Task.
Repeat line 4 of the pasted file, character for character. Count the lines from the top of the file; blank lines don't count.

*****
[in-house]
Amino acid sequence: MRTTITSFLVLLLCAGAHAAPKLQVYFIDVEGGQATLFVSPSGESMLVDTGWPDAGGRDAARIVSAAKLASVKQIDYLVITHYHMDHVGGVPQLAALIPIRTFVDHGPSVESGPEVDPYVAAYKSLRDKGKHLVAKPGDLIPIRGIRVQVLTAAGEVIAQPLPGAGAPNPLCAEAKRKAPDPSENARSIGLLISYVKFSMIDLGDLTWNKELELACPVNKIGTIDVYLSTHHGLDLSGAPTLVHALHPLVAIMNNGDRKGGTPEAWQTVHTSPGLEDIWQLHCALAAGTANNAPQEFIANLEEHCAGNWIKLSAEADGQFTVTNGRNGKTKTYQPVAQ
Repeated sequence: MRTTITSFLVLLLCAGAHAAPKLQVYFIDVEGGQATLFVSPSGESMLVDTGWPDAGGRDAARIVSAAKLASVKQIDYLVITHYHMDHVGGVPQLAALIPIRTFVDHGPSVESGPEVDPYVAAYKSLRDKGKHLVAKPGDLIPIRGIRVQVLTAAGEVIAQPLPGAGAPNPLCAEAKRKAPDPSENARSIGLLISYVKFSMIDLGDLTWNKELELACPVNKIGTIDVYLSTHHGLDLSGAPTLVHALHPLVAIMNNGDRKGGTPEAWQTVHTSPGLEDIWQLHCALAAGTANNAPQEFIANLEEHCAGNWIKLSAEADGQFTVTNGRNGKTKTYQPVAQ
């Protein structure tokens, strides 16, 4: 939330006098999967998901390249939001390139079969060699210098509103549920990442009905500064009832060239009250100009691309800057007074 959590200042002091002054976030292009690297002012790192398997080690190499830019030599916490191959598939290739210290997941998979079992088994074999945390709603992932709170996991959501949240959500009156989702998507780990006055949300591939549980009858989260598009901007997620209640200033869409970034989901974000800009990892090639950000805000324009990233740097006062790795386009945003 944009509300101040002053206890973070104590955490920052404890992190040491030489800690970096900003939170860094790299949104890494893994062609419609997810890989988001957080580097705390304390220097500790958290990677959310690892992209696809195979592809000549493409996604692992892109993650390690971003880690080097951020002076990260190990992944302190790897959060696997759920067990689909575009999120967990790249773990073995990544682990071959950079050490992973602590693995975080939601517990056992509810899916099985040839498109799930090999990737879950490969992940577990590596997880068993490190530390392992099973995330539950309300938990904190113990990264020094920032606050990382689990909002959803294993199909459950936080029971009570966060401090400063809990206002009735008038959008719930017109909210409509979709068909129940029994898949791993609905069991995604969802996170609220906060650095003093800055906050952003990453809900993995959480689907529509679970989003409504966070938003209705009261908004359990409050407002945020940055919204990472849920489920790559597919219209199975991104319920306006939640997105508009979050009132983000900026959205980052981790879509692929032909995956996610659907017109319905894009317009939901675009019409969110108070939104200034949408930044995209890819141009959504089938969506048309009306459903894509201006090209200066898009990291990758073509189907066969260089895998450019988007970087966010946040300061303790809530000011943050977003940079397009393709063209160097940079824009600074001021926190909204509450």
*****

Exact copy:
């Protein structure tokens, strides 16, 4: 939330006098999967998901390249939001390139079969060699210098509103549920990442009905500064009832060239009250100009691309800057007074 959590200042002091002054976030292009690297002012790192398997080690190499830019030599916490191959598939290739210290997941998979079992088994074999945390709603992932709170996991959501949240959500009156989702998507780990006055949300591939549980009858989260598009901007997620209640200033869409970034989901974000800009990892090639950000805000324009990233740097006062790795386009945003 944009509300101040002053206890973070104590955490920052404890992190040491030489800690970096900003939170860094790299949104890494893994062609419609997810890989988001957080580097705390304390220097500790958290990677959310690892992209696809195979592809000549493409996604692992892109993650390690971003880690080097951020002076990260190990992944302190790897959060696997759920067990689909575009999120967990790249773990073995990544682990071959950079050490992973602590693995975080939601517990056992509810899916099985040839498109799930090999990737879950490969992940577990590596997880068993490190530390392992099973995330539950309300938990904190113990990264020094920032606050990382689990909002959803294993199909459950936080029971009570966060401090400063809990206002009735008038959008719930017109909210409509979709068909129940029994898949791993609905069991995604969802996170609220906060650095003093800055906050952003990453809900993995959480689907529509679970989003409504966070938003209705009261908004359990409050407002945020940055919204990472849920489920790559597919219209199975991104319920306006939640997105508009979050009132983000900026959205980052981790879509692929032909995956996610659907017109319905894009317009939901675009019409969110108070939104200034949408930044995209890819141009959504089938969506048309009306459903894509201006090209200066898009990291990758073509189907066969260089895998450019988007970087966010946040300061303790809530000011943050977003940079397009393709063209160097940079824009600074001021926190909204509450």